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Johnny Mastro & Mama’s Boys - Luke’s Dream

Rip Cat Records

13 tracks

Johnny Mastro is a harp master who is rooted in the Paul Butterfield school of harmonica playing. He has gigged for over 30 years and brings a wealth of experience to the table. His harp and vocals are throwbacks to the blues of his forefathers yet he sounds fresh and clean. The CD has 13 tracks with two covers and the rest are originals. Mastro has crafted some fine songs and he and his band really deliver the goods.

The CD opens with the track related to the album title. Mastro relates his dream about the late great West Coast bluesman Robert Lucas in the tune “Luke’s Stomp.” He and his guitar player Smokehouse Brown play a modern country sound with Brown on acoustic guitar. Smokehouse picks out the intro, Mastro enters on harp and then tells his story vocally and on his harp. Brown and Mastro do a couple of mean instrumental duets, too. It’s a great start and peaked my interest for some more.

Mastro moves to a deeply grungy, more modern sound on the second track, “Thunder Roll,” a stark contact to the opener. The big distorted electric guitar and harp wail; Mastro gets into it with a stratospheric solo harp as the “thunder” reaches a peak and subsides at the close. “Spider“ is the only track where Mastro does not blast us into another galaxy. They return to acoustic guitar and Mastro gives a sublime vocal and harp performance.

The CD closes with “My Rocket” and “Temperature.” Mastro makes the harp squeak and moan as he rocks out old school on “My Rocket” and then on “Temperature” the heat gets turned up even more as guest guitarist Peter Atanasoff and he go somewhere off the playing in this Hendrix-esque montage of grinding sounds, perhaps a bit long at 7;44, but they want to make some sort of statement and Atanasoff gets to show what he can do here. The lyrics are borrowed from Little Walter, but this is no Little Walter song; it definitely a modern mix of psychedelic and blues music.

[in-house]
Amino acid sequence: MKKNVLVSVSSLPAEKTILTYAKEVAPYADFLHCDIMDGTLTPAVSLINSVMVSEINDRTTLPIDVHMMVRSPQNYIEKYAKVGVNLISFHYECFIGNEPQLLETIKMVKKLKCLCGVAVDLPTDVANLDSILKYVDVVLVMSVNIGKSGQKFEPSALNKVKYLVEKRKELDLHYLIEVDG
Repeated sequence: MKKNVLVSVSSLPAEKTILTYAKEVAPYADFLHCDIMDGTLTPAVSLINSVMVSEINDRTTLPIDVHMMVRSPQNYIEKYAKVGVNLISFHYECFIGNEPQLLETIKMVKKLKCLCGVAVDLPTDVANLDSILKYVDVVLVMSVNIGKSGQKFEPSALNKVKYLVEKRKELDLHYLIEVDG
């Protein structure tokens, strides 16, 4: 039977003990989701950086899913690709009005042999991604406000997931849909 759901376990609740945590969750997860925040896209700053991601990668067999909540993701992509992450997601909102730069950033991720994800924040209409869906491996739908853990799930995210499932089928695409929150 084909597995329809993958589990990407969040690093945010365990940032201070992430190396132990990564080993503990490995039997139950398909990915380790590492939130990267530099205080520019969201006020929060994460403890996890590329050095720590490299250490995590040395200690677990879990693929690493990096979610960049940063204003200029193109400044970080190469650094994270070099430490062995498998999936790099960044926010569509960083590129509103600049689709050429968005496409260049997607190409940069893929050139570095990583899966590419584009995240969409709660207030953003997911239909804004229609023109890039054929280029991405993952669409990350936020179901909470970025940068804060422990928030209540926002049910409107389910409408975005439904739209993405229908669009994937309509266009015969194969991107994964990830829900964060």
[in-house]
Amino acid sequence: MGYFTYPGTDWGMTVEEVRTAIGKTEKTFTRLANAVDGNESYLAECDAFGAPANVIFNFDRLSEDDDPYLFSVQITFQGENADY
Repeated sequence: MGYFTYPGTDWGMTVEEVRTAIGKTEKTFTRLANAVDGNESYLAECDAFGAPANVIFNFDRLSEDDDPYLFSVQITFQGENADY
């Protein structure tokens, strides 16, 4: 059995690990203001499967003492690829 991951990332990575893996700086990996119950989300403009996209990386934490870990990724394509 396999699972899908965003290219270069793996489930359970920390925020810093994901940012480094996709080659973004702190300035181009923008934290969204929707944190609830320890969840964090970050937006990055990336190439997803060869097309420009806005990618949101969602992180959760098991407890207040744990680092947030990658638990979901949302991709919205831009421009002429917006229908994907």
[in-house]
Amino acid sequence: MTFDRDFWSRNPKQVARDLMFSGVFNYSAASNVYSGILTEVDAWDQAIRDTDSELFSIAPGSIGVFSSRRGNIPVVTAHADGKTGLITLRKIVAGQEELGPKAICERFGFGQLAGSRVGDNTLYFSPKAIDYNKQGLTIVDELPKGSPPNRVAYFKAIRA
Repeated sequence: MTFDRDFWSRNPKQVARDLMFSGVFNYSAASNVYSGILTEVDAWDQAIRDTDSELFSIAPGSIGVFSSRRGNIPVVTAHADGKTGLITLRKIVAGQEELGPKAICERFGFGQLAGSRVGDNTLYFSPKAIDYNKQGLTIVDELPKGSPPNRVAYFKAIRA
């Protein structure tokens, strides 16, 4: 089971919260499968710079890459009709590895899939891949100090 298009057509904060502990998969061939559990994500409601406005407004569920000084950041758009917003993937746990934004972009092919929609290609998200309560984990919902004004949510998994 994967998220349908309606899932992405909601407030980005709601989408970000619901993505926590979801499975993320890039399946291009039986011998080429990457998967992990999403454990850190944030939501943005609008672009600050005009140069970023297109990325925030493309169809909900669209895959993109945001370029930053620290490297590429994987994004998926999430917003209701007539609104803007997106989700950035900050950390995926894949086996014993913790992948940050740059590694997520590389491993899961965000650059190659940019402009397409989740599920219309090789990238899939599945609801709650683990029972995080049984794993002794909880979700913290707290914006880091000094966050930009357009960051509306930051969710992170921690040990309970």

Mastro pays some tribute to blues greats Champion Jack Dupree and Little Walter on “Junker’s Blues” and “Roller Coaster,” two less covered but still excellent songs that allow him and his band to showcase their skills. “Junker’s” builds on Mastro’s harp into a huge closing solo by Brown. “Coaster” is a wonderful vehicle for Mastro to give us a 1:49 schooling in harp playing.

I really can’t complain about any of the other tracks. Mastro has penned some good stuff here and he and the band are together. Mike Hightower on bass and Jim Goodall in drums support the effort well. Atanasoff appears on a few other tracks as does another great West Coast guitar slinger, Kirk Fletcher. Kirk adds some nice touches with great sound on “Knee High” and “Tonight We Ride,” a cool mix of traditional blues riffs and some new age blues sounds. Also on the CD are Scott Abeyta on guitar for a track, Max Bangwell on drums and percussion for a few and Lisa Cee on one other track providing percussion.

This is not blues for the faint of heart. This is massive, big, distorted, grungy, modern sounding stuff. Mastro builds on tradition and then steps up his game. I liked this CD a lot. This former upstate New Yorker has become quite the West Coast bluesman. This is his tenth record and you won’t be disappointed if you want to hear something new and really interesting, but remember to be ready for the full assault on your ears by Mastro and his band!

Reviewer Steve Jones is president of the Crossroads Blues Society and is a long standing blues lover. He is a retired Navy commander who served his entire career in nuclear submarines. In addition to working in his civilian career since 1996, he writes for and publishes the bi-monthly newsletter for Crossroads, chairs their music festival and work with their Blues In The Schools program. He resides in Byron, IL.

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